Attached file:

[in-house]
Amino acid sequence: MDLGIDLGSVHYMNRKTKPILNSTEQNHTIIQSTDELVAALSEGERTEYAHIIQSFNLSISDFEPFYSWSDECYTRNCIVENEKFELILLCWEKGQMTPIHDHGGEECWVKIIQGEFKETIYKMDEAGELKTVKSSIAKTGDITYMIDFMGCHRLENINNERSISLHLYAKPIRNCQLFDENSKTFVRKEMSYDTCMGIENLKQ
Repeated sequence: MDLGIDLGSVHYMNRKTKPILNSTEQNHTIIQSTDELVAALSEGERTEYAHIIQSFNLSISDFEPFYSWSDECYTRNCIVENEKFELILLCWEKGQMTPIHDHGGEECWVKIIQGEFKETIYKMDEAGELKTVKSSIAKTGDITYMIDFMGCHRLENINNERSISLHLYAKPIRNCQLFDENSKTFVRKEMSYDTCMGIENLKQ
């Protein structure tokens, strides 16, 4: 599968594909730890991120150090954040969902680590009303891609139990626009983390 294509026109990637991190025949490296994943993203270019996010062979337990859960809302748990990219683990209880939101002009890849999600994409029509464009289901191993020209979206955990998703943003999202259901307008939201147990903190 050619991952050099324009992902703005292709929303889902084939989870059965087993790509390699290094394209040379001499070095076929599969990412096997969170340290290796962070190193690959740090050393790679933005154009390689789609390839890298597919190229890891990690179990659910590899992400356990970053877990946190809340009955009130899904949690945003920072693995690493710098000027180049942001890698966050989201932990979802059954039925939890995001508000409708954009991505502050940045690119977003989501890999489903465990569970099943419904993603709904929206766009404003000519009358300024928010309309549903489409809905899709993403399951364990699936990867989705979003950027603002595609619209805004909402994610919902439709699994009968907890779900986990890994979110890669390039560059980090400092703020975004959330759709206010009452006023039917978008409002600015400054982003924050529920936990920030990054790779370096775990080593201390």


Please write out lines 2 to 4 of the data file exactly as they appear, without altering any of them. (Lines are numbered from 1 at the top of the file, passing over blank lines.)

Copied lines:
Amino acid sequence: MDLGIDLGSVHYMNRKTKPILNSTEQNHTIIQSTDELVAALSEGERTEYAHIIQSFNLSISDFEPFYSWSDECYTRNCIVENEKFELILLCWEKGQMTPIHDHGGEECWVKIIQGEFKETIYKMDEAGELKTVKSSIAKTGDITYMIDFMGCHRLENINNERSISLHLYAKPIRNCQLFDENSKTFVRKEMSYDTCMGIENLKQ
Repeated sequence: MDLGIDLGSVHYMNRKTKPILNSTEQNHTIIQSTDELVAALSEGERTEYAHIIQSFNLSISDFEPFYSWSDECYTRNCIVENEKFELILLCWEKGQMTPIHDHGGEECWVKIIQGEFKETIYKMDEAGELKTVKSSIAKTGDITYMIDFMGCHRLENINNERSISLHLYAKPIRNCQLFDENSKTFVRKEMSYDTCMGIENLKQ
């Protein structure tokens, strides 16, 4: 599968594909730890991120150090954040969902680590009303891609139990626009983390 294509026109990637991190025949490296994943993203270019996010062979337990859960809302748990990219683990209880939101002009890849999600994409029509464009289901191993020209979206955990998703943003999202259901307008939201147990903190 050619991952050099324009992902703005292709929303889902084939989870059965087993790509390699290094394209040379001499070095076929599969990412096997969170340290290796962070190193690959740090050393790679933005154009390689789609390839890298597919190229890891990690179990659910590899992400356990970053877990946190809340009955009130899904949690945003920072693995690493710098000027180049942001890698966050989201932990979802059954039925939890995001508000409708954009991505502050940045690119977003989501890999489903465990569970099943419904993603709904929206766009404003000519009358300024928010309309549903489409809905899709993403399951364990699936990867989705979003950027603002595609619209805004909402994610919902439709699994009968907890779900986990890994979110890669390039560059980090400092703020975004959330759709206010009452006023039917978008409002600015400054982003924050529920936990920030990054790779370096775990080593201390």